Smithton District 130’s superintendent will resign to take a new leadership role at the state level.
Susan Homes will become the Illinois Principals Association’s deputy director for professional development after her replacement is hired in Smithton.
She has worked in education for 35 years now, but there was a time when she was sure she didn’t want to be a teacher.
“I was not the child that taught to her teddy bears or to her stuffed animals... That just was not on my radar screen,” she said. Two supportive educators and one dismissive marketing director changed her mind.
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Homes said her sixth-grade teacher took an interest in her at a time when she was struggling socially and emotionally because of bullying. Later, a high school teacher encouraged her to apply for college when her parents didn’t.
She decided in college that she wanted to major in marketing. “I loved to write. I loved to draw,” Homes said. But she said everything changed during an internship interview at a corporation where her uncle worked in management. She sat down with the marketing director, who Homes said dismissed her because she was a young woman and because of her family connection.
“Then and there I thought, ‘I have to prove myself, and I’m going to prove myself. I’m going to prove my worth,’” Homes said. “And these teachers that I had believed in me. That is really what has kept me going.”
Homes changed her major and later became a business teacher at a Wisconsin high school. Then, she taught technology classes at the college level before her husband’s job brought them to the St. Louis area.
Homes, 57, lives in Maryville today with her husband Dan. They have two sons, William and Bradley.
When she got to the metro-east, Homes said she continued teaching at local colleges, including Southern Illinois University Edwardsville.
She also started volunteering to help set up computers at her youngest son’s new school in Collinsville Unit 10. She later become the district’s first technology director. She was promoted to Unit 10’s assistant superintendent before eventually coming to work as Smithton District 130’s superintendent in 2013.
It’s just really hard to believe all these years later that I had no intent of being a teacher and here I am, hopefully having a great impact at the state level, helping people who are in this profession.
Susan Homes, Smithton District 130 superintendent
Homes said she wasn’t planning to leave Smithton. She had even agreed to a four-year extension to her contract in February. But the Illinois Principals Association recruited her for the deputy director position because of her background in technology and her leadership experience.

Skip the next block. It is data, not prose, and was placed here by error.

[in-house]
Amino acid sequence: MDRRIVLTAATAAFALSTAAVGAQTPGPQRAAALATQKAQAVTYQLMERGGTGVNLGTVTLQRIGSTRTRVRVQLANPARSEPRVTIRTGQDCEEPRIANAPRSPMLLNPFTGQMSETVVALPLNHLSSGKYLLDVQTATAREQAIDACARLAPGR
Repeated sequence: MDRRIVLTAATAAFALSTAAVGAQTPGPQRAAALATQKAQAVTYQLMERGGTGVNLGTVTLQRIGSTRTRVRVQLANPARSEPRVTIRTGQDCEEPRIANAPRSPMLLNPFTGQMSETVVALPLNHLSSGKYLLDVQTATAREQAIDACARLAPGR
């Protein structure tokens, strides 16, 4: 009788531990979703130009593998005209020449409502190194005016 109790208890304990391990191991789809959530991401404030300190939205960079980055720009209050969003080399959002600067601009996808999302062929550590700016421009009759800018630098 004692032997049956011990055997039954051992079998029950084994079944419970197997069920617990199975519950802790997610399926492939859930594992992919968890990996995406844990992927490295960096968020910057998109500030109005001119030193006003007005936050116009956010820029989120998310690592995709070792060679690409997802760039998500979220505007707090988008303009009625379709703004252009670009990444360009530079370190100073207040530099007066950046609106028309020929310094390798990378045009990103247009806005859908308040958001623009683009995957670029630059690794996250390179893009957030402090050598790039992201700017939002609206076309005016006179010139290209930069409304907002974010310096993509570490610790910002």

“I just almost have to pinch myself because it almost doesn’t seem real,” she said.
Homes will be responsible for the professional development for the association’s members across the state.
“It’s helping to carve out a new branch of leaders for education at a time when it’s hard to find people that want to go into education,” she said of her new role.
Homes said the search is currently underway for her replacement in Smithton. She agreed to stay in District 130 until the end of December “if the (school) board can’t find that candidate that they’re looking for,” she said.
The incoming superintendent can look forward to working with a welcoming staff and small, involved community with students who are excited to learn, according to Homes. District 130 also faces several issues, like a lack of state funding and a student population that has outgrown the existing building.
Homes said her departure doesn’t change the need for an estimated $2.7 million expansion.
“I think they still have to move forward with that,” she said. “I think the community wants that, and the kids deserve it.”
As she prepares to leave Smithton, Homes said she’s realized she’ll miss the students most.
“I’ve already asked the building principal if I can Skype in with some of the kids next year,” she said.
Homes plans to share the story of the unlikely path to her career with Smithton’s eighth graders during their graduation ceremony Tuesday night.
“It’s just really hard to believe all these years later that I had no intent of being a teacher and here I am, hopefully having a great impact at the state level, helping people who are in this profession,” she said.